But Governor-elect Scott Walker recently announced his opposition to the proposal. He has requested that the Doyle administration halt work on the biomass portion of the Charter St. project.
The We Energies project is being built at a time when the state has an ample power supply, but We Energies needs to add renewable power to comply with Wisconsin's 10 percent renewable power mandate.
That law requires that 10 percent of the state's power come from renewable sources by 2015. We Energies must boost its renewable power contribution to 8.26 percent of sales by that year.
Construction would start next year and last for about 30 months. The project is expected to create about 400 temporary construction jobs in addition to jobs at the power plant and in the logging and forestry sectors.
Meanwhile, a northern Wisconsin paper mill has come out against the proposal, citing concerns about whether there is enough wood to supply the plant and whether the project would boost paper prices.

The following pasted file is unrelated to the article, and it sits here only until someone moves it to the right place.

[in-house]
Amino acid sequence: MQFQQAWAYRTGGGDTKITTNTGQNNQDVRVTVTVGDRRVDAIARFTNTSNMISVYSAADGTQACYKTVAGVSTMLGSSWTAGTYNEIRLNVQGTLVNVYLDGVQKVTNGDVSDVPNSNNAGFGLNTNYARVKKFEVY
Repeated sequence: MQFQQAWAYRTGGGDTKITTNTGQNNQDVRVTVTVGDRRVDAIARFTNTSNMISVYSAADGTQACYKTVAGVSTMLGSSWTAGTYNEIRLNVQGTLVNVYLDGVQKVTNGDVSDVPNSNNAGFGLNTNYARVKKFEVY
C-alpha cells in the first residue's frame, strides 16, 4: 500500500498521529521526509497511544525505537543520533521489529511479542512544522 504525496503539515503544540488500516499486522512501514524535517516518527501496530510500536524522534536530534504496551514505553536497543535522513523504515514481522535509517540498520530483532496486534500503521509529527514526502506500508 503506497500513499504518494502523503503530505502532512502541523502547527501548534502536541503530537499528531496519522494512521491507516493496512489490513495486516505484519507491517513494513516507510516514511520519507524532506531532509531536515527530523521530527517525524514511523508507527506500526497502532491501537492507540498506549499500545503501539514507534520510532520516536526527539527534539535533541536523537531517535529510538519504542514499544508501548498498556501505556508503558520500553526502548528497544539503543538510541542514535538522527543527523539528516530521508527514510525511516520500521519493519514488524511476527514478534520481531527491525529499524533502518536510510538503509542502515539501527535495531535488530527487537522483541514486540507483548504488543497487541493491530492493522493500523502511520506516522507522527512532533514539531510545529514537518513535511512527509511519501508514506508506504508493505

"If this project is implemented as currently proposed, it will adversely impact our current biomass fuel procurement and our pulpwood procurement, including increasing the cost of woody biomass," said Bruce Ridley, manager of Packaging Corp. of America's Tomahawk mill, which employs 426 people.
Domtar responded in a PSC filing that its studies show there are plenty of tree tops and branches left over from logging to supply the new facility, and that it will not require big shifts for the logging industry to adapt to meet demand for the biomass plant.
A public hearing on the project is planned for Tuesday in Rothschild. The hearings will continue on Thursday in Madison. More information on the project is available at psc.wi.gov or www.we-energies.com/biomass.
Copyright (c) 2010, Milwaukee Journal Sentinel/Distributed by McClatchy-Tribune Information Services.